Over the past year I have taken the bold step and started reading more non music books in an attempt to get back out there and explore the rest of life. I had long preached about time away from music, but had always been dreadfully bad at taking my own advice. I admit I have taken baby steps toward this goal. I have created a rotation of music book, philosophy book, and some other subject I am fascinated with (lately it has been two additional subjects: the Civil War, and religions.) In the philosophy area, the readings of Thich Nhat Hanh, Marcus Aurelius, the Dalai Lama, and Epictetus have been recent choices. They have made me think more about the future, the past, and the present, and how we as band directors (and people in general) are either handcuffed or freed by each of these measurements of time. I placed them is this order for a reason that I hope will become more obvious as we go.
Everyone looks ahead. It has become more important in “life” to look forward to the next thing, the next job, the next concert, the next rehearsal, and the next note or phrase. We tend to base our current job on how to get that next and better job. Everything we do, day in and day out, is geared towards getting us that next, better gig. In music that happens far too often, to the detriment of our students. In rehearsal we are sometimes taught to always be ahead of the ensemble as conductors, and we should be thinking of what comes next. This is not to say we shouldn’t focus on phrasing and overall music line. I am the first to hound students on being aware of where each note is going! But if we are so focused on what is coming next we are missing out on what is happening at the moment.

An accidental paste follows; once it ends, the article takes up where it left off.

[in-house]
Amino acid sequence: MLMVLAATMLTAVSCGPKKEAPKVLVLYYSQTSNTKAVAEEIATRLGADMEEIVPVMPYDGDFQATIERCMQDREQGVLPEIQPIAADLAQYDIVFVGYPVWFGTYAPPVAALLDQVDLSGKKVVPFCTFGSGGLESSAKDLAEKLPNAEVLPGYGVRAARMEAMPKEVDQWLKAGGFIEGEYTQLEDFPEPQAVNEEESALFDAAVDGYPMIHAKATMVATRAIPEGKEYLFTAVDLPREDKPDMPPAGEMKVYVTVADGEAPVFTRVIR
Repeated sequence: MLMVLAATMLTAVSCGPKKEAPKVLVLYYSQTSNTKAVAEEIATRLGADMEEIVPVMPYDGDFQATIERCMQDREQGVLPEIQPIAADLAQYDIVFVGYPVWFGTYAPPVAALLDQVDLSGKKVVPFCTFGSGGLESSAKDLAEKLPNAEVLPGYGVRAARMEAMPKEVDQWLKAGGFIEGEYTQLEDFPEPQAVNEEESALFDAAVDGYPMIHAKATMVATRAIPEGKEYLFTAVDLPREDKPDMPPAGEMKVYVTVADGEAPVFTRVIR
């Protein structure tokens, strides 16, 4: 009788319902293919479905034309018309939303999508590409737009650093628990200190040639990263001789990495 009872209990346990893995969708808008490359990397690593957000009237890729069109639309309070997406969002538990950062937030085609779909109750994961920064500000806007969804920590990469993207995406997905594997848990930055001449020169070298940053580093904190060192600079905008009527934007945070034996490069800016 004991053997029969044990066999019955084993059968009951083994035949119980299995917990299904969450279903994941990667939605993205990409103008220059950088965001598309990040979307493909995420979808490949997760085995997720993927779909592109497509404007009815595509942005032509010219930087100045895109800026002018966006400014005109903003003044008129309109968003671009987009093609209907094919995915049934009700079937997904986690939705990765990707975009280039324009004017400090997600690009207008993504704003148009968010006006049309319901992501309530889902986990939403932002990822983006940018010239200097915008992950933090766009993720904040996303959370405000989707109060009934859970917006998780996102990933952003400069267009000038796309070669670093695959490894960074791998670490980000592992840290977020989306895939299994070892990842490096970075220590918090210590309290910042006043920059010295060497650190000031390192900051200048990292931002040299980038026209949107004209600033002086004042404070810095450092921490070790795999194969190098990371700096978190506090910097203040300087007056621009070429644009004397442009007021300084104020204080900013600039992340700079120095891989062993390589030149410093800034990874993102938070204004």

We should learn from our mistakes! We should spend some time reflecting on things in the past. We should go back over those adjudication sheets to learn from the past performance. And then we should move on and incorporate those lessons into our present situation. Mistakes happen and musical performance will never be perfect. As musicians we need to take those lessons and put them to our present situation, and then forget about the past situation. When a mistake happens learn from it and add that new knowledge to your present situation. In the heat of the moment, if you make a mistake and dwell on it, you are more than likely to compound that mistake. And while obsessing over one error, and making more in the process, you are missing out on the music that is happening, and the right notes you are also playing!
This is where you should be! In your current job, focus on the students in front of you. How can you make them better? Don’t focus on the mythical perfect student you will have at the next job. (Spoiler alert, you won’t!) And if you focus on the present moments with the ensemble in front of you, you may get that “better” job, if that is your goal in life. But you won’t be successful at it if you only think of the future ensemble, because as soon as you get that next ensemble, your future thinking mind will start-up again, looking to the next, better job and ensemble.
In a rehearsal focus on the sound that is right in front of you, happening at the moment it happens. If your mind is in the past or future, you will be missing out on the current musical activity, and won’t be able to hear right and wrong. Teach your students that they should be hearing the ensemble as the sound happens. Don’t let them go in to a passage knowing it will sound the same as the last rehearsal, or how it sounded in the rehearsal hall when you are on a stage. Teach your students, and yourself, to hear the room in the present, and to hear the sound as it happens, so that everyone can make the right adjustments in the present moment.
Dwelling on the past is bad on so many levels, and day dreaming about the future is great, when it has to do with a vacation, on a beach, with cocktails. Live in the present moment, and you might just learn to enjoy your situation in life a little more! And you might just learn to make better music too.